Step 3: Set to a rolling boil and keep a close eye on it. Stir frequently for 5 to 8 minutes until it starts to thicken. Test your jam by pouring a small amount on the plate from the fridge and pushing your finger through the jam. If it leaves a clean line, you jam is done. If not, keep boiling. The high natural pectin content of apple seeds means no additives are required to achieve a well set jam.
Step 4: Put it in jars. This step is controversial Based on the advice of the homeowner who would be consuming the jam after all, I employed the potentially ill-advised oven processing technique. The homeowner felt comfortable with the safety of the product and I was happy to be using the much more straightforward method. I simply ladled the hot jam into the jars fresh from the oven, added a layer of parchment (to create a seal), allowed the jam to cool and screwed on the lids. *I’m not saying it is a good idea, but it did work well in this case* Using canning jars with a quality sealing lid and stove top method is the more widely accepted canning practice.
I followed the step-by-step instructions as best I could and prayed for success. At breakfast the next day, my fellow farmhands gave it rave reviews and declared that it taste like a 19th century Christmas (or cloves, cinnamon, and nutmeg for the less theatrically-inclined). With my first batch a success, I moved on to a apple-raisin chutney which we ate at lunch with freshly baked crusty bread and strong, locally-made cheese. Is it any wonder I love the French? Later when we discovered that the pear tree had produced a small harvest, I made a delicious apple-pear jelly. Over the course of a couple of days, I made enough jars of preserves that last an entire year!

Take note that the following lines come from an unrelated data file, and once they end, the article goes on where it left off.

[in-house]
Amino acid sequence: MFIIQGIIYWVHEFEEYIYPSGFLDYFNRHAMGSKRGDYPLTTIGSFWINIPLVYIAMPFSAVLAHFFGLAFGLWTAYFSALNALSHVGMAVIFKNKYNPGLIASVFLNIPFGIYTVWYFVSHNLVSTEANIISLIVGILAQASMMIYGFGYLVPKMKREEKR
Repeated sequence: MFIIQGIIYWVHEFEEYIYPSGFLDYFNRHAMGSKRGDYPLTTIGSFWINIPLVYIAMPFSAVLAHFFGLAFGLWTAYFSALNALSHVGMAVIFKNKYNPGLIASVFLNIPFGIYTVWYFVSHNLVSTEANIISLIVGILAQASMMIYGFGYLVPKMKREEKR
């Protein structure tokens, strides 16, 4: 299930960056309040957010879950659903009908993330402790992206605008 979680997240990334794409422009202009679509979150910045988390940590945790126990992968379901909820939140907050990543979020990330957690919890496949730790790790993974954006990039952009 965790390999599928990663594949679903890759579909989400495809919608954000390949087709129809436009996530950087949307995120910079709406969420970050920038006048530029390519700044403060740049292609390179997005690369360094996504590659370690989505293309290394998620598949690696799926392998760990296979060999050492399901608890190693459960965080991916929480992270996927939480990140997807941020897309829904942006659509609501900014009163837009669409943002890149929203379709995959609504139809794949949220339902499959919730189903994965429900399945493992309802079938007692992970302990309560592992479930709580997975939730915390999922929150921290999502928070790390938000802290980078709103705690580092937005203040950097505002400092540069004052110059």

This experience was an important lesson for me and not just in preserving wild apples. I had always been told that making jam as a difficult, messy, hot and time-consuming task, but in my experience the result was well worth the effort. I realized that hard work isn’t to be avoided, it should be embraced. Producing something with my own hands gave me a strong sense of satisfaction. The knowledge that a perfect morning spent in the field harvesting organic apples could lead to a year’s supply of homemade preserves, just made it that much sweeter.
Have you ever made preserves from locally sourced products? I’d love to hear what you made (and what techniques you used)!
Now It’s Your Turn! Embrace the seasonality of food by purchasing and consuming foods when they are in season. Not only will they be more delicious and less expensive, they will also be more nutritious! Once you’ve eaten your fill, think about using preservation technique to store the deliciousness. Some ideas include drying, freezing, canning, syrup making or even baking (then freezing). Subscribe here to follow along as I share more Locavore Skills!
Disclaimer: I’m not a canning expert (obviously!) so please consult other sources for safety precautions and additional canning techniques.